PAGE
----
Separately, Section 4013 permits financial institutions to suspend the accounting implications for COVID-19-related loan modifications that otherwise would constitute troubled debt restructurings (TDRs) under U.S. Generally Accepting Accounting Principles (GAAP), and federal banking regulators must defer to the financial institutions making such determinations.

(Banking agencies also released an interagency statement that addressed similar issues relating to TDRs, albeit with some varied provisions.)

Financial institutions’ elections may begin on March 1, 2020, and continue through the period no later than 60 days following the lifting of the national emergency declaration.  

Although these sections of the CARES Act do not constitute amendments to U.S. GAAP, and the chair of the Financial Accounting Standards Board (FASB) board of trustees had urged the removal of the CECL provisions from the CARES Act, it is expected that the SEC or FASB will issue guidance soon, consistent with the CARES Act.

Such guidance may provide clarity regarding the time period of the delayed implementation of CECL or expand the entities to which the CECL deferral may apply. Under the CARES Act, the CECL provisions did not expressly provide the same relief to non-bank lenders that have no affiliation with a bank.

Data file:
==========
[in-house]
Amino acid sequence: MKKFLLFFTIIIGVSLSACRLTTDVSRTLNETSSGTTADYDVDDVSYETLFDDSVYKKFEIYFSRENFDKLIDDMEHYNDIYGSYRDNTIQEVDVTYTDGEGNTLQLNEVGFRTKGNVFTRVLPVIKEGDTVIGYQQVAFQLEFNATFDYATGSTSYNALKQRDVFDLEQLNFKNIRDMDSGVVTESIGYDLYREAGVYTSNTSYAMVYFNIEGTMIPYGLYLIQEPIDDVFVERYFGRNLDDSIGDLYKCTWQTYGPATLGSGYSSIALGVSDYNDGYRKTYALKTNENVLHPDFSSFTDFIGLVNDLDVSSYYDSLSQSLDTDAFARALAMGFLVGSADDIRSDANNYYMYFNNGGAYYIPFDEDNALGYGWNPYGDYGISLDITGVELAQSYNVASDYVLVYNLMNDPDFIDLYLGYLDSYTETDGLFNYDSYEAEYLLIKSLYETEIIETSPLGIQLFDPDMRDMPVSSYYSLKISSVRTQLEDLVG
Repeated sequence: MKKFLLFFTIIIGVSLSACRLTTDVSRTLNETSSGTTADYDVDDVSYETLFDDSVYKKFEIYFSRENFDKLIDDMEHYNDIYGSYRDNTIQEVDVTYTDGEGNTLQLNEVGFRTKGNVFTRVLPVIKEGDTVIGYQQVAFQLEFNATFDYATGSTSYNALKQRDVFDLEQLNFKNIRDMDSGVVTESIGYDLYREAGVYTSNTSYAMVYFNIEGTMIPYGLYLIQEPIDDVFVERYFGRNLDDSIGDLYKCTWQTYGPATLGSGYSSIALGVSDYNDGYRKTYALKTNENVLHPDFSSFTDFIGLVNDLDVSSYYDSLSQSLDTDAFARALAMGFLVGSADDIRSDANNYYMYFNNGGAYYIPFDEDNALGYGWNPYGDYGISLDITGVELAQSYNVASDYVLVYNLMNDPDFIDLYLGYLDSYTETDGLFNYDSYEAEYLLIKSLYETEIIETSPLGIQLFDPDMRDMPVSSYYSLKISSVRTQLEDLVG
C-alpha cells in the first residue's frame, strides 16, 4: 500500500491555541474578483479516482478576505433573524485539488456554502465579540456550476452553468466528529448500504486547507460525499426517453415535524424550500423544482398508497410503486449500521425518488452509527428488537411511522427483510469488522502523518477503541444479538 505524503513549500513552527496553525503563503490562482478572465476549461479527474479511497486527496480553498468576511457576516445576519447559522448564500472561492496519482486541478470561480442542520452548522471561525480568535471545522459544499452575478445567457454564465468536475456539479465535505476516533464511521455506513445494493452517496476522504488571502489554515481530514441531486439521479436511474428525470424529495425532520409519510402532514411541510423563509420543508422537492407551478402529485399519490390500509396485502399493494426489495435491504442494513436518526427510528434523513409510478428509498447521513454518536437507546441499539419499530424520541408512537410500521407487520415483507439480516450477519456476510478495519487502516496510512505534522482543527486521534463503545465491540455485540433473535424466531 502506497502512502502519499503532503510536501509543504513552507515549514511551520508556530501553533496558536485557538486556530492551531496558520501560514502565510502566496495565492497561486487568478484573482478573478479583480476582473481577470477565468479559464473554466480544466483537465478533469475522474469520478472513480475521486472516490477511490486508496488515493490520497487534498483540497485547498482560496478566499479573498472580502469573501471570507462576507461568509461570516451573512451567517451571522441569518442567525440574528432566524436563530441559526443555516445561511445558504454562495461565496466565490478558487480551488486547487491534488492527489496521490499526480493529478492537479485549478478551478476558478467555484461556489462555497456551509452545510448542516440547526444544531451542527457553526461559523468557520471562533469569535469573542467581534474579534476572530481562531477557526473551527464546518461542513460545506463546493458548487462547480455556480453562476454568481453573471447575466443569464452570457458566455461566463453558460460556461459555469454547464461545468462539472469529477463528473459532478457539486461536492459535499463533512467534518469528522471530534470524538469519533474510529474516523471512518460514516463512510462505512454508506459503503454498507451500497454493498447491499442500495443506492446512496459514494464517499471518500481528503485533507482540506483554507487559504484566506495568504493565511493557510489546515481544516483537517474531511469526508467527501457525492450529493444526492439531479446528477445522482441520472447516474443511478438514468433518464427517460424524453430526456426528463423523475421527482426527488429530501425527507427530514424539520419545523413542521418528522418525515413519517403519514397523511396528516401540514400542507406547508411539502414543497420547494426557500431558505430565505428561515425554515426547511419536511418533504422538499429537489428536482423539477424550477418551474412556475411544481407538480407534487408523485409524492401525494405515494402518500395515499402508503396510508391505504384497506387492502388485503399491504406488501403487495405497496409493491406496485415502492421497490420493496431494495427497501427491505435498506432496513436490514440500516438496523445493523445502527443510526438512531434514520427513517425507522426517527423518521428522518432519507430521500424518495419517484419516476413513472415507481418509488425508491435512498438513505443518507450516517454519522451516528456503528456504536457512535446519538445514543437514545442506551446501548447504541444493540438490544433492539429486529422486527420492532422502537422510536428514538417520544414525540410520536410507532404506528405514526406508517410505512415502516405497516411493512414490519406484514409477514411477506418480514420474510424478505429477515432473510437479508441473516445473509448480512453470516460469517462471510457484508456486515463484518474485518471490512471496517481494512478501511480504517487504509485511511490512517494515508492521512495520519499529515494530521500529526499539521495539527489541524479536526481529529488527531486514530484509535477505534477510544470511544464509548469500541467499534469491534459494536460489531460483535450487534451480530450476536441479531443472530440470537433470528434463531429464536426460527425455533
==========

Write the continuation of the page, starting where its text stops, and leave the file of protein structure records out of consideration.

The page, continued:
In the meantime, all banking organizations should consider thoughtfully whether to delay the implementation of CECL and revert to the prior accounting for loan losses under the incurred loss model or otherwise ensure they are ready to meet the CECL requirements in light of the challenges created by COVID-19.

They should approach their loan loss-related accounting and disclosure decisions with careful analysis and reasoned judgments supported by a sound methodology and robust documentation.

Proactive discussions involving management, the in-house accounting team, the Audit Committee and the independent auditor will be beneficial. Of course, financial institutions must consider additional banking regulatory implications relating to regulatory capital and capital plan submissions, among other matters.

Specifically, first, all financial institutions should carefully reconsider their loan losses. Banking organizations opting to delay implementing CECL should avoid proceeding mechanically with the methodology and assumptions they had applied one quarter ago.

Instead, they should consider engaging in a reassessment to update their modeling as necessary in light of COVID-19. Moreover, banking organizations should not abandon their efforts relating to CECL.